‘We are hungry for rail’: Legislators hold meeting prior to Route 2 passenger service study

  • A map of the Route 2 rail corridor. SCREENSHOT

  • Participants in a meeting about the possibility of passenger rail service on Tuesday morning. SCREENSHOT



Staff Writer
Published: 7/13/2021 4:56:34 PM

Imagine you live in Greenfield in 1956. It’s Bill Russell’s rookie year with the Boston Celtics and you’ve got tickets to a game at the Boston Garden.

You go to the local train station and at 2:55 p.m. board a car that is already half full, having connected people in Troy, N.Y., at 12:45 p.m., North Adams at 1:51 and Shelburne Falls at 2:28. You step off the train in Boston’s North Station at 5:15 p.m. and still have time for dinner before the game starts.

“That was our reality here in Western Massachusetts and Franklin County in the 1950s,” state Sen. Jo Comerford, D-Northampton, said Tuesday morning. “There was as many as 12 weekday trains running to and from Boston along Route 2.”

Comerford was speaking at a community meeting of stakeholders interested in the restart of passenger and freight rail service along the Route 2 Corridor, or Northern Tier Corridor. It served as a briefing by the Massachusetts Department of Transportation (MassDOT) and Franklin Regional Council of Governments (FRCOG) to describe the state’s upcoming feasibility study of Route 2 rail service, which was initially authorized in the fiscal year 2020 state budget. The study will examine and evaluate the costs and economic opportunities of establishing rail service between North Adams and Greenfield and between Greenfield and Boston.

State Rep. Natalie Blais, D-Sunderland, said the nearly 75 people on the Zoom call was a clear indication of the lifeline that rail service would provide to Western and Central Massachusetts.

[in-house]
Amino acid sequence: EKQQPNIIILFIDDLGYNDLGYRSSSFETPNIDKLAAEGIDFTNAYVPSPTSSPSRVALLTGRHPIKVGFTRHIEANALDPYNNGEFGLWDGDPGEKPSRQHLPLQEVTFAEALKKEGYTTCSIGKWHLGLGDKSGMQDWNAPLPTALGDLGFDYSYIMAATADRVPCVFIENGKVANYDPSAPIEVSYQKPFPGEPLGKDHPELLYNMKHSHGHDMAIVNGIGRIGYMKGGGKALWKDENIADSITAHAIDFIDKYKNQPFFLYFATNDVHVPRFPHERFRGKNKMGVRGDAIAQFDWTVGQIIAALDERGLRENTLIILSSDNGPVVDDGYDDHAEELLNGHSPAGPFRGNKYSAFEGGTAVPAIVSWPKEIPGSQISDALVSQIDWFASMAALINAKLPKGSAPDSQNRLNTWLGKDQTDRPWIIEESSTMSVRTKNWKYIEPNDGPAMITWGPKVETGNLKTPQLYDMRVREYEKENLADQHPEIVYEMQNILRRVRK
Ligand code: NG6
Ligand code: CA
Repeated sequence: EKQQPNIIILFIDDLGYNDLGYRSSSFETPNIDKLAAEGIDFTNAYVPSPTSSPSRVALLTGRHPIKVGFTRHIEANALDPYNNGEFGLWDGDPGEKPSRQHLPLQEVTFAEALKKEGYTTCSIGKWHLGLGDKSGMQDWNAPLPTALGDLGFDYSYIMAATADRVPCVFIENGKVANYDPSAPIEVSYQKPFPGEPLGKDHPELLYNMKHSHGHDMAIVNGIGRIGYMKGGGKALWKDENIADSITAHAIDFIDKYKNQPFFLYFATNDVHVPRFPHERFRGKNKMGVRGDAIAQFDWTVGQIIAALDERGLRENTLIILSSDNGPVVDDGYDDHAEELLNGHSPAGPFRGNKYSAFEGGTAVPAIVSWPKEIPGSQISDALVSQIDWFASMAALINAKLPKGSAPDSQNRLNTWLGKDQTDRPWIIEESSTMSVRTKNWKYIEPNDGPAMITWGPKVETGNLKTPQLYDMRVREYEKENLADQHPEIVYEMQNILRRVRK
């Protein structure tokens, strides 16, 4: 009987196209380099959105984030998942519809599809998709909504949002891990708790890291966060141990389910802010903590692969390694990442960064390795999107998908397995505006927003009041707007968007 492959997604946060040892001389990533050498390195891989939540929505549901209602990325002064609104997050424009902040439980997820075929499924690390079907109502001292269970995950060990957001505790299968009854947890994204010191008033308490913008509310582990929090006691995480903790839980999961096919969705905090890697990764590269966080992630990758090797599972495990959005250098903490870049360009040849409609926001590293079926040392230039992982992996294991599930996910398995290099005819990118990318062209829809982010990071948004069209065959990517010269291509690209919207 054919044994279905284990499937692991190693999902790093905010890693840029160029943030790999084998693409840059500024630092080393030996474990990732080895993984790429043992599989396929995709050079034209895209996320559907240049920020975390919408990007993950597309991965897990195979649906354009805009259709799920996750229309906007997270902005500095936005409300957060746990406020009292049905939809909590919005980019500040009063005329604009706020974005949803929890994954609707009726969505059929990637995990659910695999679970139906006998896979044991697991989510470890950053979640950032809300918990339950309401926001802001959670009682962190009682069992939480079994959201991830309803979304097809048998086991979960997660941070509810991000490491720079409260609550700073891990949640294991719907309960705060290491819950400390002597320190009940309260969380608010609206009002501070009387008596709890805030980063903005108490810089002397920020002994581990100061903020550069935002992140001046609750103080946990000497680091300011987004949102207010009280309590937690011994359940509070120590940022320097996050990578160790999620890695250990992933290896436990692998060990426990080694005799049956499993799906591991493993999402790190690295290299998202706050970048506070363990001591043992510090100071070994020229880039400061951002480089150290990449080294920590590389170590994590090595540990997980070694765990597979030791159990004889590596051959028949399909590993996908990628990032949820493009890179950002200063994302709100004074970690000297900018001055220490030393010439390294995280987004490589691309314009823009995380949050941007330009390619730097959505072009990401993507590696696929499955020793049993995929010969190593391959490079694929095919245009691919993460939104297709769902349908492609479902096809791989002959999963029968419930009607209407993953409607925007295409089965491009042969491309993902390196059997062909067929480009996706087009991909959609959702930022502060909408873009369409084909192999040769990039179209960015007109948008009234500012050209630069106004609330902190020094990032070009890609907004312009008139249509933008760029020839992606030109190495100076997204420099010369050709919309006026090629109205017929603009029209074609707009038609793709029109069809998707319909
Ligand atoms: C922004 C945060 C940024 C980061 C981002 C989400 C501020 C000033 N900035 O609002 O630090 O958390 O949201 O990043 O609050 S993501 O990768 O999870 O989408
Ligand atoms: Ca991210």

“We are hungry for rail because we know that these connections can positively impact our communities, with the possibility of jobs, the expansion of tourism and a real revitalization of many of our local economies,” she said.

MassDOT Project Manager Makaela Niles offered an overview of the feasibility study, which the state Legislature directed the transportation department to conduct. She mentioned the study will examine and evaluate the projected capital costs, projected operating costs and revenue estimates, projected ridership levels, the prospect of operating rail service on existing rights-of-way, other operational issues, an estimate of the environmental impact and health, and the resulting economic, employment, social and cultural benefits to Franklin and Berkshire counties and the state as a whole.

There will also be a conceptual planning study to examine the statewide and regional economic and environmental benefits, as well as any associated implementation challenges, and to identify all necessary improvements to support passenger rail service between Boston and Northwestern Massachusetts. The study, Niles said, is expected to last 18 months.

She and the state legislators on the call said there will be a minimum of two public involvement components. One will be working group meetings comprised of resident and community groups as well as industrial, local, regional, state, legislative and federal representation to provide local knowledge, perspective and expertise. There will also be public input meetings at key project milestones to provide feedback and share questions.

At one point during the Zoom call, Athol Town Manager Shaun Suhoski asked if alternative types of rolling stock (such as self-powered commuter cars) would be explored, and Niles answered in the affirmative.

Reach Domenic Poli at: dpoli@recorder.com or 413-772-0261, ext. 262.


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